Whether the product owner does the backlog on his or her own, and THEN presents it to the team for refinement, or works with the team to create and refine the backlog, the end point is the same.   The team should understand the stories well enough to estimate their size, prioritize them, and then get to work!

 

Using Retrospectives for Personal Time Management


After completing two posts on the use of retrospective meetings in an agile environment, I had to relate some thoughts I’ve been having about why the planning system I’ve been using has worked so well for me.

I started using the Full-Focus Planner system by Michael Hyatt back in 2018, and renewed my subscription to receive more planners in 2019.   I’ve been thinking about why I made that decision.   Of course I chose it because it works, but why does it work so well?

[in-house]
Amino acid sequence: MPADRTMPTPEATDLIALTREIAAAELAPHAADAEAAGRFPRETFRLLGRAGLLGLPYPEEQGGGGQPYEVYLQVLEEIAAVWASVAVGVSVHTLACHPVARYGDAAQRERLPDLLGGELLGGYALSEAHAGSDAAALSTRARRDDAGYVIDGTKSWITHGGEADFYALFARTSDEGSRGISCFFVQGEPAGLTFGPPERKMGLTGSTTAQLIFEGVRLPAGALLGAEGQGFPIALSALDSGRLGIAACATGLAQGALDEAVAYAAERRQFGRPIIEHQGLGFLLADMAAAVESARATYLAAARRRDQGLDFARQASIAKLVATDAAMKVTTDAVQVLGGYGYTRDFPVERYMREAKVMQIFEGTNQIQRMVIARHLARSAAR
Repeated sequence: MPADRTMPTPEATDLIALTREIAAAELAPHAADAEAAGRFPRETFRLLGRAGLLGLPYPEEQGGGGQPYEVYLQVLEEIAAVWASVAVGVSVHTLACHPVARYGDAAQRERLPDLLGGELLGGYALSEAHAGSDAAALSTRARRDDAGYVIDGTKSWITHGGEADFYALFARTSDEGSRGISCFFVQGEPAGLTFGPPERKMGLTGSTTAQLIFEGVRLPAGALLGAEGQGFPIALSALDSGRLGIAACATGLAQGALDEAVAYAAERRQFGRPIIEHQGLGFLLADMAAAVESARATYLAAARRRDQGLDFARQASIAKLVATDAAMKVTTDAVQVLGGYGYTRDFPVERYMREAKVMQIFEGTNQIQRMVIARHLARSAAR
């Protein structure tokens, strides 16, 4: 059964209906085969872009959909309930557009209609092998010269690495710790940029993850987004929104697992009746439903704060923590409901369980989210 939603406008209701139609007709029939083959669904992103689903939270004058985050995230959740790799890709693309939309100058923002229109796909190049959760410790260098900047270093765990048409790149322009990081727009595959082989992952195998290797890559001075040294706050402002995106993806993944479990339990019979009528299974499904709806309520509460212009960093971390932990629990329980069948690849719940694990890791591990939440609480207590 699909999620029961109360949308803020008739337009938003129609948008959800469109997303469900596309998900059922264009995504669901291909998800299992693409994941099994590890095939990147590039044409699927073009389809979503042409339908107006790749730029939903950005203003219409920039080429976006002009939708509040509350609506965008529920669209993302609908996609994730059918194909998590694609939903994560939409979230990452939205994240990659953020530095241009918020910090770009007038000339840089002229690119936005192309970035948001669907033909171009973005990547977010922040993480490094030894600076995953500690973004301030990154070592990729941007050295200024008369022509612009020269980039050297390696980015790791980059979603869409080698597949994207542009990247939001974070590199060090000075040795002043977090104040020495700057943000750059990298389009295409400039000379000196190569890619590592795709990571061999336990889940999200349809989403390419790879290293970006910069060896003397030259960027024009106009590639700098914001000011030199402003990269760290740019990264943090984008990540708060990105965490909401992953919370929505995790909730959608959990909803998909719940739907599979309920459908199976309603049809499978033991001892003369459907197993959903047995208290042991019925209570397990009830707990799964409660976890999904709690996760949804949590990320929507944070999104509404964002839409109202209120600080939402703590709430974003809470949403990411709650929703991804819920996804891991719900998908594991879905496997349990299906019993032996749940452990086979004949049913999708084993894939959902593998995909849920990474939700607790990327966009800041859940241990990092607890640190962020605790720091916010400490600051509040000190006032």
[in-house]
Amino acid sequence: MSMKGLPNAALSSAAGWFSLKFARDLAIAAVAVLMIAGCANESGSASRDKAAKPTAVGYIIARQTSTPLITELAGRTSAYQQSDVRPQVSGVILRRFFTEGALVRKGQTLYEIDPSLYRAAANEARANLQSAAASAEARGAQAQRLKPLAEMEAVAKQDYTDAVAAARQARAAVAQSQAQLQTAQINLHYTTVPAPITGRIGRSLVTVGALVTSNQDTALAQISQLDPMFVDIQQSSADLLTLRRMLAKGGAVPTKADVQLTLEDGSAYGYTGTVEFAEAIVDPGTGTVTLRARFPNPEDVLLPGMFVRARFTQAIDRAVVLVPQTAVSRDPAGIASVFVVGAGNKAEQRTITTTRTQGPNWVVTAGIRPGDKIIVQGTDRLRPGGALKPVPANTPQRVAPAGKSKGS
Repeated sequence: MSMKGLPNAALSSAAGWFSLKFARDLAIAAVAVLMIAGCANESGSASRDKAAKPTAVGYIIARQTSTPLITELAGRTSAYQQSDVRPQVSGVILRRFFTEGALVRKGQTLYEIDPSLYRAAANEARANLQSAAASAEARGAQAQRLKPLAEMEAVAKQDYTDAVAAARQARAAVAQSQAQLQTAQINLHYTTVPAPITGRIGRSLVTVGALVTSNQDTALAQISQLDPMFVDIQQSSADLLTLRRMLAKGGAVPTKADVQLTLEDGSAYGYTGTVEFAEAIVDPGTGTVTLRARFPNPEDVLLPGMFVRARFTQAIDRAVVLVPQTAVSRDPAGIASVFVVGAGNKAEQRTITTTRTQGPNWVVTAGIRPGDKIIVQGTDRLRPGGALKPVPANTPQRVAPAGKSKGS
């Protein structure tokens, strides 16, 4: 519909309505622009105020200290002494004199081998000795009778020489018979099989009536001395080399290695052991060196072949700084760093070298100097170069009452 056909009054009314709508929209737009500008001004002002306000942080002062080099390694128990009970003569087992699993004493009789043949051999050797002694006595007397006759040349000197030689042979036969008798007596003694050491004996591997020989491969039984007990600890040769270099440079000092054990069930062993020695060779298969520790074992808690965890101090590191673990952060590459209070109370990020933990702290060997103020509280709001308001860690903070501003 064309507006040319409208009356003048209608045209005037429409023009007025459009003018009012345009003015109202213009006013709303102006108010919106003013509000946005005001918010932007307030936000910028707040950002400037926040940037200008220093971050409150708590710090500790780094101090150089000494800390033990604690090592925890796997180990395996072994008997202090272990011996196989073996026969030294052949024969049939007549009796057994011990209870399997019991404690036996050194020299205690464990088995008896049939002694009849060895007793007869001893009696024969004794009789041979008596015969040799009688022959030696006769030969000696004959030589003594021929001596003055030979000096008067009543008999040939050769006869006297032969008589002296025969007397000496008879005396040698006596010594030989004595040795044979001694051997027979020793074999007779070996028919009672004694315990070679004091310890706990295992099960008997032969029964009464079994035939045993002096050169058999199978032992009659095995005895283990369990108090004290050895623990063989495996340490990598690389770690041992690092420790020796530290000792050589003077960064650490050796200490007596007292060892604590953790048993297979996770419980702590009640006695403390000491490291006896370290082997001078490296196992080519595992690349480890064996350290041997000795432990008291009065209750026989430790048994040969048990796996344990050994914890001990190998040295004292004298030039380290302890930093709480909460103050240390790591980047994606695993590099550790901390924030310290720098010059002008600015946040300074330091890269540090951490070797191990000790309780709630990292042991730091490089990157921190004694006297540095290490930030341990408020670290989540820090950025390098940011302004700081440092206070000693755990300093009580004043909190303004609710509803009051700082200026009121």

Well, that came to me while I was doing the previous posts:   most planners have pages for each day of the week, but the Full-Focus Planner has a few extra pages which it calls the Week in Review.   The things you would expect to see in an agile retrospective–what worked and what didn’t work–are here as well.    Plus a section on action items you can take in order to improve things.

I think this weekly review is part of the reason why it has been such a successful tool for me.   If you see that something is not done that needs to be done, you can schedule it again with a higher priority.   If it still doesn’t get done, then you know that there is some procrastination issue going on.   If that’s the case, you can do things like:

  • get help from someone else
  • break a large task into smaller ones